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Ghost of Browder Holler

Chelle Rose

Label: Lil’ Damsel Records

Release Date: May 1, 2012

Review Date: April 29, 2012



I always tell anyone who cares to listen that when God created the heavens and the earth, He put his best into East Tennessee and made the rest of the world out of what was left over.  Don’t believe me?  Four words: The Great Smoky Mountains.  


I rest my case.


While some may dare to argue with me about the veracity of that statement, one thing that no one would argue with me about is a great up and coming talent who was born and bred in my native East Tennessee.  Her name is Chelle (pronounced “Shelly”) Rose and she brings the grit, soul and rock and roll that is native to the region. 


Ms. Rose has a voice that brings to mind great talent like Melissa Etheridge, Bonnie Bramlett, Bonnie Tyler and Juice Newton and the confidence in delivering virtually any genre of music she chooses to sing.  Under the guiding hand of legendary Texas singer/songwriter, Ray Wylie Hubbard, Chelle’s second album, Ghost of Browder Holler, delivers a dozen musical roses (pun definitely intended) that will brighten any room in which they’re played.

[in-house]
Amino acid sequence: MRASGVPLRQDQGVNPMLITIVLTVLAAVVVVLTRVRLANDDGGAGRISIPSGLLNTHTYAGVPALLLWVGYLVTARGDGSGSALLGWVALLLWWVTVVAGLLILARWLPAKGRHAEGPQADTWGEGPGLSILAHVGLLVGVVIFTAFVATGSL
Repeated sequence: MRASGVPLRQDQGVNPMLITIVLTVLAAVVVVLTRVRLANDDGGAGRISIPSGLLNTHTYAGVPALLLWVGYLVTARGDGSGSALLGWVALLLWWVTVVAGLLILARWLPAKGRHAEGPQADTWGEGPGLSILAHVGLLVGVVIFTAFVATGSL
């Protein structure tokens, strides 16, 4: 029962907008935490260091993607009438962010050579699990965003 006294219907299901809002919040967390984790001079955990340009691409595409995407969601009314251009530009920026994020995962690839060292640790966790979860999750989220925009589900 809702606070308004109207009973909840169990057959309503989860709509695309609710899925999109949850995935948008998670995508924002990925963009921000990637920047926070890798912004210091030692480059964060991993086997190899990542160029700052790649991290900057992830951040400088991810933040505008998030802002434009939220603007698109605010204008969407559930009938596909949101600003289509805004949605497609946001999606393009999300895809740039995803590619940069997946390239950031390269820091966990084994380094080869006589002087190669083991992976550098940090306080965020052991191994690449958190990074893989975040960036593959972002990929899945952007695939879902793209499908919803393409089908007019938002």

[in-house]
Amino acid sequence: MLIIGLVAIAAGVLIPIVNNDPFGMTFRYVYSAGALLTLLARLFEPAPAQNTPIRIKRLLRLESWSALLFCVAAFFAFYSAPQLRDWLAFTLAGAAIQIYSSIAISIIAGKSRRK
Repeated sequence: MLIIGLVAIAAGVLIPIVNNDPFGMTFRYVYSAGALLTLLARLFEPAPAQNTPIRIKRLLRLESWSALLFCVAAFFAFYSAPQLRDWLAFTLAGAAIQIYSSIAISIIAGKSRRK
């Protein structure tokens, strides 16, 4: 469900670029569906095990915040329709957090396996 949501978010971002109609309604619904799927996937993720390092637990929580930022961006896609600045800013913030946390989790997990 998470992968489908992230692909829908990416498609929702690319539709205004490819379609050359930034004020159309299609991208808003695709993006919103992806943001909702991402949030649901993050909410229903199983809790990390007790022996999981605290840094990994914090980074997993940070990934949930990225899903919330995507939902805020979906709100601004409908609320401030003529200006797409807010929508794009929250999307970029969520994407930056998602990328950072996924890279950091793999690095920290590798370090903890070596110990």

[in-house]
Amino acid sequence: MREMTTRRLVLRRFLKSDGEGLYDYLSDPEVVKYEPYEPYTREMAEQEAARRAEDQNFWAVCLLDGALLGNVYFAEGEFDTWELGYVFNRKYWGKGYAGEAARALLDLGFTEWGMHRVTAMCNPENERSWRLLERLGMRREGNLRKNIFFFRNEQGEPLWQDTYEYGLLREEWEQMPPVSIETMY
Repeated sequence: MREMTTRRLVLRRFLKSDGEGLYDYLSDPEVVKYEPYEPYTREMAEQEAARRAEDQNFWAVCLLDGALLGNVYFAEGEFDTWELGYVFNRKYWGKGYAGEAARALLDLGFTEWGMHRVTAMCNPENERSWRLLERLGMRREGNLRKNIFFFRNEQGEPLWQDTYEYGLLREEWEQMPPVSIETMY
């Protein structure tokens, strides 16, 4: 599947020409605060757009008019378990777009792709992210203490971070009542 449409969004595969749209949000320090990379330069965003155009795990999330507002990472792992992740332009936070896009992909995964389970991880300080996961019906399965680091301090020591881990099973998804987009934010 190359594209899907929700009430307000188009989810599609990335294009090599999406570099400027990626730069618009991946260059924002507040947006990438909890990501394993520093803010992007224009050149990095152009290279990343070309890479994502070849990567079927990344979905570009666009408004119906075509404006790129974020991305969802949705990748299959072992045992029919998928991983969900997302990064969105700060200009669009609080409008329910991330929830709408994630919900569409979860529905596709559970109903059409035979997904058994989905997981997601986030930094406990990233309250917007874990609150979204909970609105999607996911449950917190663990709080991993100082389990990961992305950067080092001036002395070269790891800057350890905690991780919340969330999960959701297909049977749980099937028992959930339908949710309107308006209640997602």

Starting the Boomerocity short list of favorites is I Need You. Some may disagree with me but I think it’s got kind of a Stones/You Got Me Rockin’ vibe with a little Clapton/Cream style guitar work as icing on the musical cake.  Love it! 


Weepin’ Willow On the Hill reminds me of Kristofferson’s Help Me Make It Through the Night with a Miranda Lambert kind of feel.  This is the kind of song you’ll want playing at dusk while you’re driving on an interstate out in the middle of nowhere anywhere in the good ol’ U.S. of A.  When this song is through, you could be with the ones you love the most and feel lonely for no particular reason. 


Last but certainly not least on the Boomerocity short list is the Petty/Etheridge-esque, Shady Grove Gonna Blow.  This tune just gets in your mind and it won’t let go.  This tune was worthy of countless slaps of the repeat button.  


Because of Chelle Rose, you may start to hear the phrase “Appalachian Rock”.  If you look it up in the dictionary, odds are you’ll see Chelle Rose’s picture as the definition.




Written by Randy Patterson
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